Apple Roundup: Valuation, Smartphones, Hate Speech, TSMC

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This roundup covers Apple's AAPL trillion-dollar valuation, its smartphone share loss to Huawei, its actions against hate speech and the impact of the virus that attacked key supplier Taiwan Semiconductor (TSMC). Here are the details-

A Trillion Dollars and Counting

Tim Cook has done a great job of showing all those who ever doubted him that he was a man with a plan. When he assumed the CEO role back in 2011, Apple's valuation was a little over $300 billion and last week, that just tripled to a trillion dollars.

Cook said all the right things, pointing to the valuation, then saying how it was "not the most important measure" of Apple's success and certainly not what he and the company were focused on. The focus areas were, according to his memo to employees, "innovation, putting our products and customers first, and always staying true to our values."

Nothing succeeds like success. But other than the increased stature and consequent positive impact on the brand name, it isn't really such an important milestone for Apple. The company's quarterly results that sent the shares soaring showed that Apple's resources are increasingly being employed on services, so it can continue milking its user base that is now growing at a very slow rate. Some analysts are also looking forward to its AR headset and self-driving technology that they expect will be its next huge product genres.

Apple may develop some great technology, but it remains a consumer company. That's probably why unlike tech, it has a reasonable valuation. At this point, it appears highly unlikely that Apple won't substantially hold its gains.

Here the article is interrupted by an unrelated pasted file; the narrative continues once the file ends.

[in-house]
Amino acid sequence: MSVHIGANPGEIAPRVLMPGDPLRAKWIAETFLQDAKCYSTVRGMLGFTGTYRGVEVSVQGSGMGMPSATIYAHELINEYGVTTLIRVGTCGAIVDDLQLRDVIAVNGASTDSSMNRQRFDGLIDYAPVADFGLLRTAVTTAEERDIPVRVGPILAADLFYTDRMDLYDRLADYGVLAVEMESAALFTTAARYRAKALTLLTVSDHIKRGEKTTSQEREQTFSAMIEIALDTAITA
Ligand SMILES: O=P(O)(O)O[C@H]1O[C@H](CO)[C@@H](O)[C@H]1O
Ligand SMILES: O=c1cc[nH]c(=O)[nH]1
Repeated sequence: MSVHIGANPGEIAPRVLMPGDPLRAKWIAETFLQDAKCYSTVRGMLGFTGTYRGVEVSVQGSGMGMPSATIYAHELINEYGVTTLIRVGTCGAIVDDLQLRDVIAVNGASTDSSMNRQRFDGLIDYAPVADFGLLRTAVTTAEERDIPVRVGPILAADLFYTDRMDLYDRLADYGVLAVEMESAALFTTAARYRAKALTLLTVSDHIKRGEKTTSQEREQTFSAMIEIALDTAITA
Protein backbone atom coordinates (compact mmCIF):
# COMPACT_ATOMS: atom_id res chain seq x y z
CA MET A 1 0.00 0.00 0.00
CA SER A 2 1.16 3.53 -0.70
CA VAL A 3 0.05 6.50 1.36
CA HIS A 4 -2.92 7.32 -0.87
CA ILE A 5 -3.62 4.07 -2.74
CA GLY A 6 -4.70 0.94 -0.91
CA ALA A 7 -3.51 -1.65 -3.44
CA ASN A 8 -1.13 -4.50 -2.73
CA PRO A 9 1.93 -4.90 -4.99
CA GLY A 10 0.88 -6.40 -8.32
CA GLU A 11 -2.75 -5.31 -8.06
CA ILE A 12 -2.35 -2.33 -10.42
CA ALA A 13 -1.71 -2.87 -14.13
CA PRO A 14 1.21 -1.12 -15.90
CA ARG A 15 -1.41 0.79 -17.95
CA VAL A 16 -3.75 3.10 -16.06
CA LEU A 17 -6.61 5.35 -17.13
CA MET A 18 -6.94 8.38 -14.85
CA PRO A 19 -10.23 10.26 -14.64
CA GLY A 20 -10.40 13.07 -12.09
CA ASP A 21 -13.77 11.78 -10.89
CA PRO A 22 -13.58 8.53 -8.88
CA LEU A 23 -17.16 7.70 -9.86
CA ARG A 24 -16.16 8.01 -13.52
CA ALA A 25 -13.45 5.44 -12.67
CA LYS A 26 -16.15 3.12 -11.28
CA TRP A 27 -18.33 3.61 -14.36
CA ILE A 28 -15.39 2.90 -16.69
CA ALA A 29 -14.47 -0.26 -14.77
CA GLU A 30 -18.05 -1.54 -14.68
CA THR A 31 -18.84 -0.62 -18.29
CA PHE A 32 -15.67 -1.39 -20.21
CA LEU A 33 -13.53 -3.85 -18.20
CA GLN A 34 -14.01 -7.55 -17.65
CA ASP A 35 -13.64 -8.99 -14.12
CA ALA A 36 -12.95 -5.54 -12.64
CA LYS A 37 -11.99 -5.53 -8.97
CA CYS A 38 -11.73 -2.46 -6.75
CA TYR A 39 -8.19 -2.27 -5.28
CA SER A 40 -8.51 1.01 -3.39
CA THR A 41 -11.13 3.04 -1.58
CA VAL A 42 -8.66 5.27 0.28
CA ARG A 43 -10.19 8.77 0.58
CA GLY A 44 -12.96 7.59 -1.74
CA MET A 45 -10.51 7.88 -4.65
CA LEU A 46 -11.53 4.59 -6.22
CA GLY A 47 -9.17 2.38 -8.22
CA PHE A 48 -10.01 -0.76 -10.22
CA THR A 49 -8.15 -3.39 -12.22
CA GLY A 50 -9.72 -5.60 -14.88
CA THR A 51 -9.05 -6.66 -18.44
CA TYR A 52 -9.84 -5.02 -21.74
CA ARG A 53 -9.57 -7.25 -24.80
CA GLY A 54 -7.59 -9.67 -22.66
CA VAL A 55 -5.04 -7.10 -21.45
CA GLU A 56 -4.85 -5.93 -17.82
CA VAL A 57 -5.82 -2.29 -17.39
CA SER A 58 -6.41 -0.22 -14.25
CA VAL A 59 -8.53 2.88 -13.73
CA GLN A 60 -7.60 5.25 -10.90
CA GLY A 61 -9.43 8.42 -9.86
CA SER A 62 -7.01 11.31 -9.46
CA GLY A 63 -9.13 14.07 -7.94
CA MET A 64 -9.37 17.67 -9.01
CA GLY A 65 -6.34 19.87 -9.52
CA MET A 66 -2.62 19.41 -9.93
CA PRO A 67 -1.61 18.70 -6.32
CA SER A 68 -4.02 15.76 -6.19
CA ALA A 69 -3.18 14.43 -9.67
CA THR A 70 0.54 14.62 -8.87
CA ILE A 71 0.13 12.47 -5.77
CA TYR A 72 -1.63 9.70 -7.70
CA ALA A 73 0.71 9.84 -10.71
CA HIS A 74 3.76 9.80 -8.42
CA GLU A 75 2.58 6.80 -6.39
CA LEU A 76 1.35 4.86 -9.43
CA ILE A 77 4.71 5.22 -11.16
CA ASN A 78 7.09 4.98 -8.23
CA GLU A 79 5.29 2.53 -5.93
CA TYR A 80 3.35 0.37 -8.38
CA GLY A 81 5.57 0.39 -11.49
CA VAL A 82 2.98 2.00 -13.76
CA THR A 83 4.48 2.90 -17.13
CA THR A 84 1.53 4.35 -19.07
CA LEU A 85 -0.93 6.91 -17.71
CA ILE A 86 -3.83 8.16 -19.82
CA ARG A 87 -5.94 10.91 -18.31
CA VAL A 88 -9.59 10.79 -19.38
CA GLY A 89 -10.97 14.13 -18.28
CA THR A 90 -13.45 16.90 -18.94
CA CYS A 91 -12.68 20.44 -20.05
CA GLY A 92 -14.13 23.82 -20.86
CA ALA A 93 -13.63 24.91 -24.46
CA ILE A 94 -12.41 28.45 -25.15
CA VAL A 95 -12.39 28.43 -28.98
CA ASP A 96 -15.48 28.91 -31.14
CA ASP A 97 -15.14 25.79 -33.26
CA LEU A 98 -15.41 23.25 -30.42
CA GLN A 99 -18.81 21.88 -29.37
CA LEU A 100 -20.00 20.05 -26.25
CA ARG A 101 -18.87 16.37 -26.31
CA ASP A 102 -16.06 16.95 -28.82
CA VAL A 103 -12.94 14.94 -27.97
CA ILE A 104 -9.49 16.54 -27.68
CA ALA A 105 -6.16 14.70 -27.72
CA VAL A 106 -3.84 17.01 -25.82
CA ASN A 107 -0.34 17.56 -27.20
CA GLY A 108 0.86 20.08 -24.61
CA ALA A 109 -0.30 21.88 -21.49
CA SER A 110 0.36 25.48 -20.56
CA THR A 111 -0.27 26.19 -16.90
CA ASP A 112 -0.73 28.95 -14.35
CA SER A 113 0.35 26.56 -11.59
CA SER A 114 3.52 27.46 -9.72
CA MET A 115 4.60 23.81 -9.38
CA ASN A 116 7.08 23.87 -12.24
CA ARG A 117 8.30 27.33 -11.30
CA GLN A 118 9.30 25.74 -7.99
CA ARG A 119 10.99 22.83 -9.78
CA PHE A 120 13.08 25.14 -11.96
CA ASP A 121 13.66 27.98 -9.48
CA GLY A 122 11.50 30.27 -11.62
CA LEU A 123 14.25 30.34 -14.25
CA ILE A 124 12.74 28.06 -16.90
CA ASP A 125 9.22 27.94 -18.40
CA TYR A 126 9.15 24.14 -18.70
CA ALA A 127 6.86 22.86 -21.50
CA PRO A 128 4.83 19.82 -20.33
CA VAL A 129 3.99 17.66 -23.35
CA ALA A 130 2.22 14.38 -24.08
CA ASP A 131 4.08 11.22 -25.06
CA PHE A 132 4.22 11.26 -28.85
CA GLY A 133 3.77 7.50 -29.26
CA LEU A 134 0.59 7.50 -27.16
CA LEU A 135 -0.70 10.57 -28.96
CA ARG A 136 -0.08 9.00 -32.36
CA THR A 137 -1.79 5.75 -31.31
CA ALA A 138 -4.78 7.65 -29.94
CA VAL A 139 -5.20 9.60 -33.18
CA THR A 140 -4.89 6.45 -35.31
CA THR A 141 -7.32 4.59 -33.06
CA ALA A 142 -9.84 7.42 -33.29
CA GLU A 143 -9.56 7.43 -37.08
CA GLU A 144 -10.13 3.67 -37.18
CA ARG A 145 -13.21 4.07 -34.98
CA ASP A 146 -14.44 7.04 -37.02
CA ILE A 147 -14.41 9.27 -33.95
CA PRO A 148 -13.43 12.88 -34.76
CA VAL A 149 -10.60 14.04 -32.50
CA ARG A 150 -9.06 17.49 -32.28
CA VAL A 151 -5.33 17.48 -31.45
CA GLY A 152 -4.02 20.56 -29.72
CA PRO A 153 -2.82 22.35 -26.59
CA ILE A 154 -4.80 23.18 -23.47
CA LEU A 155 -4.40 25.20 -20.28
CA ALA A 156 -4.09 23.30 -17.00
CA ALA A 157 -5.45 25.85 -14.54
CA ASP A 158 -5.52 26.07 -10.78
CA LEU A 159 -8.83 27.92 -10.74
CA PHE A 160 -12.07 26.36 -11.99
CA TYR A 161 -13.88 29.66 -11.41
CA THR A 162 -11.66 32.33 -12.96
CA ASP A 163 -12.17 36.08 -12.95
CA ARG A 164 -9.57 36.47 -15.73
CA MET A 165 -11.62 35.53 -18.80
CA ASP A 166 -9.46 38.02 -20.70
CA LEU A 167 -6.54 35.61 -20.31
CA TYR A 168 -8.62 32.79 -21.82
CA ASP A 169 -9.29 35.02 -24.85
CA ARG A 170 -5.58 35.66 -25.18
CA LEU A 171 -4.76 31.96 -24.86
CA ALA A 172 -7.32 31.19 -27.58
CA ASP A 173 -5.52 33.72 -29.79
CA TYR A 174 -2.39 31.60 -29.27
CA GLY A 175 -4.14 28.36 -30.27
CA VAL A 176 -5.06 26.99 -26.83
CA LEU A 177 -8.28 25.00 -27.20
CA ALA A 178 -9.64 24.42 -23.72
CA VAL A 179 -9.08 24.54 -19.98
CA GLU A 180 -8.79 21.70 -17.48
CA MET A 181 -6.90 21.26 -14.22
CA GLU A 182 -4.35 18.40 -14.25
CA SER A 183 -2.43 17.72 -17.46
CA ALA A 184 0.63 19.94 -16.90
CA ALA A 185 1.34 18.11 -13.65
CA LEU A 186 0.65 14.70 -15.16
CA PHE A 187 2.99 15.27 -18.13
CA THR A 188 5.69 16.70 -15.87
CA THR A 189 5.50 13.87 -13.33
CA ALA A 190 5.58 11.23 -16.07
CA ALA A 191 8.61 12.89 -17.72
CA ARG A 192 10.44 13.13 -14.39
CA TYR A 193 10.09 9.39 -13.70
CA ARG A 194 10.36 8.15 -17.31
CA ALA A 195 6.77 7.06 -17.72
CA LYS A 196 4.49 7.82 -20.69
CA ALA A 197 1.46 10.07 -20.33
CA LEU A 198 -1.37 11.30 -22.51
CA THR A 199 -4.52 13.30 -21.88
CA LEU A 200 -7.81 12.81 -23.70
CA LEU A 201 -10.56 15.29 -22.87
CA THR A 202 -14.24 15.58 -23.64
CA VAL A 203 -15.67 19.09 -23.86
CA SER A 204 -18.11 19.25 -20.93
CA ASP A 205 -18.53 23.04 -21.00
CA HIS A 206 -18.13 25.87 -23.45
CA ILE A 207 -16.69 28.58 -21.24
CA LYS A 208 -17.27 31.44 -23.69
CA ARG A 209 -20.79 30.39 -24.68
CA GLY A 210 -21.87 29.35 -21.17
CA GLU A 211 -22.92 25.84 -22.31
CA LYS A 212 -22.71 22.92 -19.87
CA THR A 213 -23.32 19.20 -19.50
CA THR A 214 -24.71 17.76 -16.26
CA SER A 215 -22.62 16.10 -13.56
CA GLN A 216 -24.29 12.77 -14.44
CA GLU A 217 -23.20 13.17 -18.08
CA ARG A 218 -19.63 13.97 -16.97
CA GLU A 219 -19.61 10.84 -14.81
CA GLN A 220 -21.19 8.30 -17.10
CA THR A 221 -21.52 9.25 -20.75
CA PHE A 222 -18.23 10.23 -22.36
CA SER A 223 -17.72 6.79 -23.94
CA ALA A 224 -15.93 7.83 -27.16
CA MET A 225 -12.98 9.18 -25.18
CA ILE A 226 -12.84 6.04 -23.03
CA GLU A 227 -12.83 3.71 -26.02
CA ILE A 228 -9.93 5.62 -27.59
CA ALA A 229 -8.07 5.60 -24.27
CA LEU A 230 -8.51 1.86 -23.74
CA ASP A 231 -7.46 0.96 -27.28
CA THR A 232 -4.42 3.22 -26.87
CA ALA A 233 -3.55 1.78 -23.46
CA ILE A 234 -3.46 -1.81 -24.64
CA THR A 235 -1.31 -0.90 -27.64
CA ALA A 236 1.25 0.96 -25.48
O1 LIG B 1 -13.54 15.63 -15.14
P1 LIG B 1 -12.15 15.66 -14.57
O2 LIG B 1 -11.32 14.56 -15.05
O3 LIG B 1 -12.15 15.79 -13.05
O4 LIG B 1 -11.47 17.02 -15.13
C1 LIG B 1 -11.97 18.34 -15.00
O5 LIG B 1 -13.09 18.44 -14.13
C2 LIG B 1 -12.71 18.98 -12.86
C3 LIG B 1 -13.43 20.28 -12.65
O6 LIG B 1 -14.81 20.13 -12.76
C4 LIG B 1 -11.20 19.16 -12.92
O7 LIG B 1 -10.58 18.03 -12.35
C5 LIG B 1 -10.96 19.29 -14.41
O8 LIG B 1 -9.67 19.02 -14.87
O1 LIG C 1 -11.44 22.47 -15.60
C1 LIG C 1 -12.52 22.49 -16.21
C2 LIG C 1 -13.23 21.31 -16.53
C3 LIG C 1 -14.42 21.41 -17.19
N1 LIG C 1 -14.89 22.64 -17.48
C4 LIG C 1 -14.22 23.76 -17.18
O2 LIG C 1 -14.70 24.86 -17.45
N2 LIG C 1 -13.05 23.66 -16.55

Can Huawei Consolidate Its Gain On Apple?

Huawei's founder CEO Ren Zhengfei sounded triumphant coming off a strong first half, in which the company shipped 95 million smartphones. Raising the full-year forecast from 180 million units to 200 million units in a media briefing at its Shenzhen headquarters he said, "I think it's no problem that we become the global No.2 next year; in Q4 next year, it's possible we become No.1".

Huawei announced its first phone 15 years ago and pushed Apple to the third position in the second calendar quarter of 2018, according to IDC. This is the first time since 2010 that Apple didn't make it to the top two. Moreover, Huawei's feat was achieved despite a virtual ban on the company's phones in the U.S. and relatively small share in India, the second largest smartphone market. Huawei's strength comes from its wide ranging product line that made it popular in the EMEA region, where sales grew 73% and in China where they were up 37%.

Apple dominates its category in the U.S. and some European countries, has had reasonable success in China but has failed miserably in India where it is overhauling its strategy. The company has new products in the pipeline that should allow more profitable growth, which has always been its goal. So while the Chinese companies may grow into bigger players, this doesn't really squeeze opportunity for Apple. As far as the high end segment is concerned, there are only a few models that can challenge Apple (although it really needs to work on things like Siri and Maps).

Apple Against Hate Speech

In what definitely appears to be collusion between the top technology companies, Apple joined Facebook FB , Spotify SPOT and Alphabet's GOOGL YouTube in taking down content related to Infowars and Alex Jones. Twitter TWTR maintains that Jones and his supporters have not violated its rules of conduct yet.

Jones, who is well known for his support of republicans, for abusing people like Obama and Hillary Clinton and also for propagating false news, was however not taken down for these reasons. The technology companies decided that hate speech was a better way to remove him, first because it's such a vague term that it doesn't require much explanation and covers just about anything. And second, because this way, they can keep the political angle from the argument, so diplomats don't have a direct reason to get involved.

This is what they said in statements-